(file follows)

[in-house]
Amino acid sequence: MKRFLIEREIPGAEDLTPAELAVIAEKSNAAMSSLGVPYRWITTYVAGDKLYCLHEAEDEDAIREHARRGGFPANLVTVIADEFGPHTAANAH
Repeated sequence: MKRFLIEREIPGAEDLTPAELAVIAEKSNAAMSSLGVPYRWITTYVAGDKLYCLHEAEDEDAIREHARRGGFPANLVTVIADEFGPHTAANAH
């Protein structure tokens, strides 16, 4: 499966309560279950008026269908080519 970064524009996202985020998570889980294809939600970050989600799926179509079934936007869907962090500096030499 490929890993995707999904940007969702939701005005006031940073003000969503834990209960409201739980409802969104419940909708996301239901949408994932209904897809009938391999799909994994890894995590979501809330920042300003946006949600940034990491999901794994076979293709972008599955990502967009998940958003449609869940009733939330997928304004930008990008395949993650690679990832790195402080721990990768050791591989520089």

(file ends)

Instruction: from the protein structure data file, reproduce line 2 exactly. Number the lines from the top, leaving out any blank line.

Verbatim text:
Amino acid sequence: MKRFLIEREIPGAEDLTPAELAVIAEKSNAAMSSLGVPYRWITTYVAGDKLYCLHEAEDEDAIREHARRGGFPANLVTVIADEFGPHTAANAH